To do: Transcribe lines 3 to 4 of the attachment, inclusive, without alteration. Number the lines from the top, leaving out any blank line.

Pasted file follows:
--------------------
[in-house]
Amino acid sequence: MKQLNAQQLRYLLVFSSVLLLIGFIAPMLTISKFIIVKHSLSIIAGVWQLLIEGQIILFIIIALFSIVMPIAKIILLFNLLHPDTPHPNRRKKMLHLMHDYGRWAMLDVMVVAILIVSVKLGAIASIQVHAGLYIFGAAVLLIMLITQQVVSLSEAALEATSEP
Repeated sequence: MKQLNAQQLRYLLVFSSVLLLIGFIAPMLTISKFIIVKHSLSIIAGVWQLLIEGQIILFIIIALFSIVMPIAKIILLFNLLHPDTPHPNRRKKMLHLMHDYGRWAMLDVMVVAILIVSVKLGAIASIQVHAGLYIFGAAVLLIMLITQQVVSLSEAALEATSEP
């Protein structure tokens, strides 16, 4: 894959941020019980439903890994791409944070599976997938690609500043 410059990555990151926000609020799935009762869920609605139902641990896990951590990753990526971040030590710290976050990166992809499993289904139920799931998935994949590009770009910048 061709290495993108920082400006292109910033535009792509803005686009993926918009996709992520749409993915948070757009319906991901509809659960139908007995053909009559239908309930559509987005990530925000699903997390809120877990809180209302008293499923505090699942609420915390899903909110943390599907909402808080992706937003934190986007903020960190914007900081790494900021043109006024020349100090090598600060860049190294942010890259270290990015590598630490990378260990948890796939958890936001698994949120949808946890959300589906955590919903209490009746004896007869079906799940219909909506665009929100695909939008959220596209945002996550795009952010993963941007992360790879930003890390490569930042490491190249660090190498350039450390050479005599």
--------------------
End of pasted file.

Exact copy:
Repeated sequence: MKQLNAQQLRYLLVFSSVLLLIGFIAPMLTISKFIIVKHSLSIIAGVWQLLIEGQIILFIIIALFSIVMPIAKIILLFNLLHPDTPHPNRRKKMLHLMHDYGRWAMLDVMVVAILIVSVKLGAIASIQVHAGLYIFGAAVLLIMLITQQVVSLSEAALEATSEP
């Protein structure tokens, strides 16, 4: 894959941020019980439903890994791409944070599976997938690609500043 410059990555990151926000609020799935009762869920609605139902641990896990951590990753990526971040030590710290976050990166992809499993289904139920799931998935994949590009770009910048 061709290495993108920082400006292109910033535009792509803005686009993926918009996709992520749409993915948070757009319906991901509809659960139908007995053909009559239908309930559509987005990530925000699903997390809120877990809180209302008293499923505090699942609420915390899903909110943390599907909402808080992706937003934190986007903020960190914007900081790494900021043109006024020349100090090598600060860049190294942010890259270290990015590598630490990378260990948890796939958890936001698994949120949808946890959300589906955590919903209490009746004896007869079906799940219909909506665009929100695909939008959220596209945002996550795009952010993963941007992360790879930003890390490569930042490491190249660090190498350039450390050479005599």